His recent words and actions suggest he has turned a corner from his earlier wishful thinking about playing nice with obstruction-minded Republicans in Congress. Now, to get his way, he needs to apply the Lyndon Johnson weapon of the iron fist in the velvet glove.
Mr. Obama is not characteristically equipped as Johnson was to mesh the techniques of bullying and schmoozing to break resistance to his demands. However, he seems to have come to the realization that he has to play the cards dealt him with more resolution and conviction than he did in his first term.
Some strong cards came to him in his surprisingly strong re-election. They included a forceful personal recovery after his stumble in his first debate with Mitt Romney and a huge surge of support on Election Day from the minority racial and ethnic communities, as well as from women. Now they have considerably bolstered his negotiating position.
With Mr. Romney effectively banished to political irrelevance, the president now has the relative luxury of doing battle with a GOP congressional leadership that is in even less favor with the public. The latest Pew Research Center poll says voters will blame the Republicans on Capitol Hill more than they will Mr. Obama, by a 2-1 ratio, if the economy goes over the fiscal cliff because the debt-reduction crisis is not resolved by year's end.
Rather than going hat in hand to House Speaker John Boehner and Senate Minority Leader Mitch McConnell, as he did through most of his first term, the president has opened the negotiations with a bid reflecting his new political strength. As promised in the campaign, he is barnstorming for an end to the Bush tax cuts for the wealthiest.
At the same time, last week he sent his chief spokesman in the fiscal battle, Treasury Secretary Tim Geithner, to sell his case on five separate appearances on the Sunday television talk shows. On CNBC, asked whether the administration was "prepared to go over the fiscal cliff" if the Republicans didn't agree to end the Bush cuts for the richest taxpayers, Mr. Geithner replied: "Oh, absolutely. There's no prospect of an agreement that doesn't involve the rates going up on the top 2 percent of the wealthiest."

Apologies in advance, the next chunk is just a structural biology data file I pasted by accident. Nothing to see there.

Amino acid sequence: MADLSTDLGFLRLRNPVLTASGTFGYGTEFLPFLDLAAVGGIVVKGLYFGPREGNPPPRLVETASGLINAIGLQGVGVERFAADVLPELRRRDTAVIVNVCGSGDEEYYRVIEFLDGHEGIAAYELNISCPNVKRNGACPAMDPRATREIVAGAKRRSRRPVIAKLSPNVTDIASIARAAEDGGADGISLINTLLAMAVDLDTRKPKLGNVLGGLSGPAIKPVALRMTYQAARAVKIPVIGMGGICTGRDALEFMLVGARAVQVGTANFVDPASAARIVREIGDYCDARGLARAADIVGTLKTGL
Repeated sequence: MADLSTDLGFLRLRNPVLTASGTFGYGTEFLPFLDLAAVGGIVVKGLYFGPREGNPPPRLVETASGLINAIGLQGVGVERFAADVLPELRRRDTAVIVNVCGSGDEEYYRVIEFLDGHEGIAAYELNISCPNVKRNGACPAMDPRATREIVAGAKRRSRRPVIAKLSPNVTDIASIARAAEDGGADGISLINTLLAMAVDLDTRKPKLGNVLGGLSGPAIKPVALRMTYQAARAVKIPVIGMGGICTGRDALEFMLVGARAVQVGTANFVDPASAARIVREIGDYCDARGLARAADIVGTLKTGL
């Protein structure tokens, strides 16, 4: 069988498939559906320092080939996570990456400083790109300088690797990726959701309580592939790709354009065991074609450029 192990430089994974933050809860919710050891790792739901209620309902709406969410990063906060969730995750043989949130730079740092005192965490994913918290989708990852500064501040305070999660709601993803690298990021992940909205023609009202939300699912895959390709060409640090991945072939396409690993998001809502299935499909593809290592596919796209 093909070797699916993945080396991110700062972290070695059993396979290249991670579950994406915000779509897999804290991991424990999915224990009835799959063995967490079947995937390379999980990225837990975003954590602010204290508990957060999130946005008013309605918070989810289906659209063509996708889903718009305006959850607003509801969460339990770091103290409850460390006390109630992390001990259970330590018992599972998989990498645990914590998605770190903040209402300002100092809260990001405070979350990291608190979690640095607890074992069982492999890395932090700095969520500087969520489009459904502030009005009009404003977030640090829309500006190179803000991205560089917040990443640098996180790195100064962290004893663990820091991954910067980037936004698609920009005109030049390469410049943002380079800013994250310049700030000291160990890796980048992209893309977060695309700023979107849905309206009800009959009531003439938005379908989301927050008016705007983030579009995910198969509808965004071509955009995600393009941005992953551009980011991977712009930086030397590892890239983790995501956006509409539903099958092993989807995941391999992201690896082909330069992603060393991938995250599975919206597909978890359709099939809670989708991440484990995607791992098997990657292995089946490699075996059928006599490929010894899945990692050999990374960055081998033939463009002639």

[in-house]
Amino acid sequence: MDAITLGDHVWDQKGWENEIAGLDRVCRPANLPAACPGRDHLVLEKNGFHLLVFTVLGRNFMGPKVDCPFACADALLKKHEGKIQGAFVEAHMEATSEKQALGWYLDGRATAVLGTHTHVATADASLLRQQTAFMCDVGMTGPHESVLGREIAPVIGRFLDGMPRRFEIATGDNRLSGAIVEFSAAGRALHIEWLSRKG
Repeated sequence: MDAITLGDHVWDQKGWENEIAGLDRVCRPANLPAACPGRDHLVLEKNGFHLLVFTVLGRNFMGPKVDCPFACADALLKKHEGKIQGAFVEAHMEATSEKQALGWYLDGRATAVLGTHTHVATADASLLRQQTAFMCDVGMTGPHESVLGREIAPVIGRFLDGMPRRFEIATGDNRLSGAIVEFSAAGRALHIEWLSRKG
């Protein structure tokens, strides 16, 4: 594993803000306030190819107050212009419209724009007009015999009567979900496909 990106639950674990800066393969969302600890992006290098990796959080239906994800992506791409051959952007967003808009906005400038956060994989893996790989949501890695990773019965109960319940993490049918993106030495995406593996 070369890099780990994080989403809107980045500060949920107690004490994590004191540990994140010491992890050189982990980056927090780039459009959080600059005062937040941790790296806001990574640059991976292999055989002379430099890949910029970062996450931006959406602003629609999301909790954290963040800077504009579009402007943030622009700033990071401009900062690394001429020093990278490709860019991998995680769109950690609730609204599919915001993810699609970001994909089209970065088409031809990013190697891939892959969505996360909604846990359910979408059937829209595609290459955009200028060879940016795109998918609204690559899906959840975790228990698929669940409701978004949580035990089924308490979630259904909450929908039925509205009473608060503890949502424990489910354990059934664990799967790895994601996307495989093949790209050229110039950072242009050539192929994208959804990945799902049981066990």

Mr. Obama himself followed up by making the argument individually to leading members of the business community and to the influential Business Roundtable. He added that he did not intend to go through a repetition of the earlier debilitating fight with the congressional Republicans over raising the national debt ceiling. "We cannot afford to go there again," he said. "I will not play that game."
The New York Times, quoting some business leaders, indicated that Mr. Boehner was losing political leverage in defending the Bush tax cuts for the wealthiest, but the speaker nevertheless has indicated that he intends to hold the line on maintaining them and on the question of raising the debt limit.
Mr. Obama must consider how his tougher stance, heartening as it is to his party's core liberals, will affect the prospects for the rest of his agenda with the House of Representatives still controlled by the Republicans. The president's first-term resilience got him nowhere, so if he has an inner LBJ, now is the time for him to assert it by taking a stand and holding to it.
Through his first term, Mr. Obama was the captive of the Great Recession he inherited in 2009. With signs of only mild recovery under way, he still needs the cooperation of House Republicans to solve the nation's unemployment and other associated problems.
A second-term president always has his eye on the ticking clock. Beyond enacting his milestone health-care plan, Mr. Obama must tackle other delayed initiatives on which his legacy will be judged, such as immigration reform. He only has so much more time to affect how history will appraise his achievements.
Jules Witcover is a former longtime writer for the Baltimore Sun. His latest book is "Joe Biden: A Life of Trial and Redemption" (William Morrow). You can respond to this column at email@example.com.